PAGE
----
Chassidus emphasizes joy and the rejection of asceticism.  It emphasizes joy as a precondition to elevated spiritual awareness, and teaches the avoidance of melancholy at all costs.  Furthermore, the Chassidic masters warn that excessive obsession with trivialities and minutia of Jewish law can become an unnecessary hindrance in the service of G-d due to its potentially disheartening nature.  For the same reason, Chassidus shuns the practices of asceticism known to Kabbalists and Ethical followers, as having the potential to induce downheartedness and a weaker spirit for G-d's service.

Chassidus calls for the valuing of the Simple Jew and rejection of admonishment.  Despite the elite intellectual profundity and scholarly attraction of Chassidic philosophy, Chassidus became wildly popular for its soulful embrace of the simple, unlearned Jewish masses of the time.  The prevailing attitude when the Ba'al Shem Tov began spreading his new teaching, extolled advanced Talmudic learning and belittled the non-scholar.  This traditionally placed Torah study as the ultimate spiritual activity in Rabbinic Judaism.  However, this had developed a chasm between the scholarly elite and the disenfranchised masses.  Chassidus, through its emphasis on bonding with G-d as the ultimate purpose of all commandments, relegated Torah study to being merely one, albeit one supremely important, commandmant.  Among some Chassidic interpretations, prayer superseded study, as the spiritual vitality which could infuse all other activities.  This was born out in the interpretation of the Alter Rebbe, Schneur Zalman of Liadi's interpretation of the traditional Jewish concept of learning Torah for its own sake to mean learning Torah in order to cleave to G-d, rather than to perform the commandment of Torah study itself.

Furthermore, with its shunning of arrogance, Chassidus emphasizes the equality of all who approach the service of G-d with sincere intent, going so far as to elevate the ignorant but sincere simpleton over the haughty scholar.  It similarly rejected the tradition in Musar literature that sometimes focused on admonishment and reward and punishment as initial stages in worshiping G-d.  At one time popular preachers would tour Jewish communities offering admonishment as spiritual incentive.  The Ba'al Shem Tov and his circle opposed this as disheartening and unproductive.  It was also superficial and portrayed G-d in a way that appeared oppressive, rather than the true source of Goodness.  Through the early influence of the Ba'al Shem Tov, the new message of encouragement and love of the common folk spread.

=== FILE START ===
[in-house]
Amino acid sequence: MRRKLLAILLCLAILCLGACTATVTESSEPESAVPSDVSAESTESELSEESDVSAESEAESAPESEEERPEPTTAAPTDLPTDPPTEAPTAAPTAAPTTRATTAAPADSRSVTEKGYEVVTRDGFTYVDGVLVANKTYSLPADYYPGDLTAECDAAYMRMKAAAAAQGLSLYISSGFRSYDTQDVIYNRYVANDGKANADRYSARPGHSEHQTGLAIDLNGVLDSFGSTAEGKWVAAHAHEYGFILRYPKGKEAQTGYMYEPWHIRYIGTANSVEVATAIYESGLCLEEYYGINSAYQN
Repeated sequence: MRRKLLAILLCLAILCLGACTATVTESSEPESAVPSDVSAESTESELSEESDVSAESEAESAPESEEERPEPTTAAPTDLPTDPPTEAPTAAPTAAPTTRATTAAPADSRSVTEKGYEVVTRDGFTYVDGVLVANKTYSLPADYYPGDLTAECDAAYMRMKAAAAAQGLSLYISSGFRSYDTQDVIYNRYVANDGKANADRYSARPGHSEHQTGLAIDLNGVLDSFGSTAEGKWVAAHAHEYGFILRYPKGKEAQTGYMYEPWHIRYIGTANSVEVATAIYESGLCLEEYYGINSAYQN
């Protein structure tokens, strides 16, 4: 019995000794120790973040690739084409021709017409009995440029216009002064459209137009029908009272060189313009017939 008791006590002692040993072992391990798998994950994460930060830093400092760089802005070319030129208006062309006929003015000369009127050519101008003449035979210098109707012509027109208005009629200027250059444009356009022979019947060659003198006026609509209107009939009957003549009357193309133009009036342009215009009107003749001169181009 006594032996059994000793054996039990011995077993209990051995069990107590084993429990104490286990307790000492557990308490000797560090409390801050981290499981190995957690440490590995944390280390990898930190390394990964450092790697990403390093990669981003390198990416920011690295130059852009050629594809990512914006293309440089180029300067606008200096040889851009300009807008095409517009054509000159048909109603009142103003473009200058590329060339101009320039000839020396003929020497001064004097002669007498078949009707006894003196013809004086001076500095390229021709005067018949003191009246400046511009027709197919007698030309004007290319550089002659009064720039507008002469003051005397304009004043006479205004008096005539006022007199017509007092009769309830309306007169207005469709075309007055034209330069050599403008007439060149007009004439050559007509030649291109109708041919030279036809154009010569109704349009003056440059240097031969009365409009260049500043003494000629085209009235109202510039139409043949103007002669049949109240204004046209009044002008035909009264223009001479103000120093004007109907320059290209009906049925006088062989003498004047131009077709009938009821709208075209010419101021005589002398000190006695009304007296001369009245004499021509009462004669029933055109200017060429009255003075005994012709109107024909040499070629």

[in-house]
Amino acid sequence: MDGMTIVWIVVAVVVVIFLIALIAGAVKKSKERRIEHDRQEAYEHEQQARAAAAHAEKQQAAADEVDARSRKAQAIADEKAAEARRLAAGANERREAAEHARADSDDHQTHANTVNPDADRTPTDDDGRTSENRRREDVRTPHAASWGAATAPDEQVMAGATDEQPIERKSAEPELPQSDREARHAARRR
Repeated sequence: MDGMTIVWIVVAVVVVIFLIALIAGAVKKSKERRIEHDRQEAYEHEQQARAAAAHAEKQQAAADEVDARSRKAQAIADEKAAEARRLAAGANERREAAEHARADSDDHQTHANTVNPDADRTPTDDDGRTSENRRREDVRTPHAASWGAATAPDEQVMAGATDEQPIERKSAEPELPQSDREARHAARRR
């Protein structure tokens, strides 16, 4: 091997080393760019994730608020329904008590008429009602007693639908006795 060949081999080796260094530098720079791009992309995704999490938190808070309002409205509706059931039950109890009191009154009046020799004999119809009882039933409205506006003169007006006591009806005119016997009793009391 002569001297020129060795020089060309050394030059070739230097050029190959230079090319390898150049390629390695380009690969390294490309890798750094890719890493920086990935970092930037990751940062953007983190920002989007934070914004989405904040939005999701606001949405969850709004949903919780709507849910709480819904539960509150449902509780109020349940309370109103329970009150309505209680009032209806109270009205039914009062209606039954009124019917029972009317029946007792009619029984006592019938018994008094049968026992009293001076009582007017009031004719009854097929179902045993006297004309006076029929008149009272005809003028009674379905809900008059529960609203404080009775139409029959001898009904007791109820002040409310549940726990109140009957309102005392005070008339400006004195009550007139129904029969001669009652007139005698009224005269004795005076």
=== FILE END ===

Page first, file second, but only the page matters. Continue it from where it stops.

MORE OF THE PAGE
Chassidus teaches that knowledge of G-d is the essence of the Torah and of everything in the world.  Chassidic philosophy, along with Kabbalah, is also known as "Pnimiut HaTorah", the Inner Dimension of the Torah.  The first premise of Chassidus is G-d and His unity:  that G-d transcends all forms and limitations, even the most sublime.  To G-d all forms are equal, and so His intents can be discovered in all of them equally.  All existence is an expression of His Being.  In the Ba'al Shem Tov's words,  "G-d is everything and everything is G-d."

This premise means that everything is an infinite revelation of G-d, even the smallest and most trivial thing.  This leads to four points which are the pillars of the Ba'al Shem Tov's approach:

  1. Torah:  According to the Ba'al Shem Tov the Torah is all G-d's "names."  This means that every detail of the Torah is an infinite revelation of G-d, and there is no end to what we can discover from it.  Just as G-d is infinite so is the meaning of the Torah infinite.  The Ba'al Shem Tov often explains a verse or word in unconventional, and sometimes contradictory ways, only to show how all of these interpretations connect and are one.  The Ba'al Shem Tov would even explain how all of the combination of a word's letters connect.